Hard-rocking outfit The Minutes for free Guinness Live gigSeptember 27, 2012 - 7:00am
Guinness Live returns to Galway’s Latin Quarter this weekend, with 50 free live shows taking place across 11 venues. There will be sets from Aslan, The Undertones, The Strypes and the excellent Delorentos.
Also taking part are the hard-rocking three-piece The Minutes, who play Kelly’s, Bridge Street at 11pm this Saturday.
The Minutes released their debut album, Marcata in May 2011. It arrived at a time when bands like The Black Keys were satisfying a hunger for raw guitar music. But when Mark Austin, (vocals/guitar), Tom Cosgrave (bass/vocals) and Shane Kinsella (drums/vocals) formed The Minutes in 2006, the scene in their native Dublin was not rock-inclined.
“When we were starting off playing, we were totally different to the other bands that were playing around Dublin,” recalls Mark Austin. “There were loads of people with keyboards, but there was nobody just going for it, playing simply and with passion.
“We didn’t do it because there was nothing going like that – we did it because this is what we wanted to do. But it’s funny how things change, there are definitely more bands that rocking out there now, whereas even two years ago, that wasn’t the case.”
Though they are now signed to Model Citizen Records, The Minutes were still an independent band when they went to New York to record Marcata.
“We recorded the album ourselves,” says Mark. “The label only came in at the end of things. When we started the band, we gave ourselves a year or two to get it together and make a record. Then we gave ourselves a deadline of three months to write it.”
The Minutes’ biography speaks of an album made in a ‘five-day blow-out’, but Mark says that wasn’t as hectic as it sounds.
“The impression is that it was intense and tough but – I don’t want to jinx this for the next one! – it was really easy,” he says. “We’d done our homework beforehand, we were very well rehearsed. When we went into the studio, we got everything pretty much done in the first three days; the core of everything.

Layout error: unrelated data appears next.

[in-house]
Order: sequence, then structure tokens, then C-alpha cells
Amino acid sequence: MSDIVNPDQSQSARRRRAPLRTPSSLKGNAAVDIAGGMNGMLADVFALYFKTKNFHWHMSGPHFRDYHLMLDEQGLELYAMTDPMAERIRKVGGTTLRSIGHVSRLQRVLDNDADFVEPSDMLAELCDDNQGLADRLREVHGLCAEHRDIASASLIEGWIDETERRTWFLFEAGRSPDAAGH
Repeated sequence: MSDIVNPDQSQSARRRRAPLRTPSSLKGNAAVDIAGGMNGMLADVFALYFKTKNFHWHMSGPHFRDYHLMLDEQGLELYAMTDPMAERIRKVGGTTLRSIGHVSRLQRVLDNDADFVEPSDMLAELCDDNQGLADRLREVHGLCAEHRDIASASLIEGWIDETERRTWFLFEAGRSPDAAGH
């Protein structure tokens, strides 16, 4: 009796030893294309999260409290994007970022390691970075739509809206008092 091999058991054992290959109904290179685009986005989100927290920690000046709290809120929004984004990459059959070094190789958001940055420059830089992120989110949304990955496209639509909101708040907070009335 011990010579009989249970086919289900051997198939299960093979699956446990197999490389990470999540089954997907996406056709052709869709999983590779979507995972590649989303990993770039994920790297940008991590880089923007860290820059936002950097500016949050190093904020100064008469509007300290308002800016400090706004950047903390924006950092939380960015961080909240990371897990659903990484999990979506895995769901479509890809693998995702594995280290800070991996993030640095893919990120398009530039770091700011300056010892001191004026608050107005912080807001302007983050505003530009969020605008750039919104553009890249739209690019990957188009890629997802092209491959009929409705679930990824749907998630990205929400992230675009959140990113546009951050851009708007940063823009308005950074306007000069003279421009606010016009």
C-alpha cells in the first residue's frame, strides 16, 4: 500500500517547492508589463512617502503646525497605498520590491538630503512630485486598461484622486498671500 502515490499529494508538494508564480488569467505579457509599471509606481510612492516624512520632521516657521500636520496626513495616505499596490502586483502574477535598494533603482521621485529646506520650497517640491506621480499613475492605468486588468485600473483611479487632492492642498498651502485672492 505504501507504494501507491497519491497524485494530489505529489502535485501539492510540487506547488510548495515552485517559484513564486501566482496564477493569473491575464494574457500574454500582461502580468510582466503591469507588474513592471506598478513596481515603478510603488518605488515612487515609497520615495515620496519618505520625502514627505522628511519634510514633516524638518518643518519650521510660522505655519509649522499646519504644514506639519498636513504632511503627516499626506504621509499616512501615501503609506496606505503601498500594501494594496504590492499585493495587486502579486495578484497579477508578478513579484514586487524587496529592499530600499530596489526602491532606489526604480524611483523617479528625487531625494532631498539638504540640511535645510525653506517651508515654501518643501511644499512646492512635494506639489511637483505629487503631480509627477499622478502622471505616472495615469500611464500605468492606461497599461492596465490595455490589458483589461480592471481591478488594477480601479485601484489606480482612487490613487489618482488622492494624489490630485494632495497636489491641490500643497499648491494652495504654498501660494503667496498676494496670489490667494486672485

“We just took our time with things,” he adds. “We’re renowned for being a live band, and we recorded it live. That record is just us, that’s the great thing about it.”
The Minutes may have made the album under their own steam, but having a label helps immensely with distribution. More importantly, it has allowed them to throw themselves into touring. This year, the band made their second appearance at the Reading/Leeds Festival.
“There was a definite progression,” says Mark. “The first year we were on the Introducing Stage – that was cool, they broadcast it that night on BBC. People pay attention to that. So when we came back this year, we were on a bigger stage. We were on the Festival Republic, and it was down to us to draw a crowd. Which we did, to our surprise. We didn’t ram the tent [in Reading], but there was a few people there – it was the same at Leeds.
“After the Leeds gig, we were talking about it being a good progression. We’ve moved up; it’s very hard over in the UK. We felt like our work over there had slightly yielded something. It was good to see.”
Though they’ll draw heavily from Marcata for their Kelly’s gig, punters can also expect to hear some new tunes from The Minutes. As a band, they like to be able to shake up their live show.
For more, read this week's Connacht Tribune.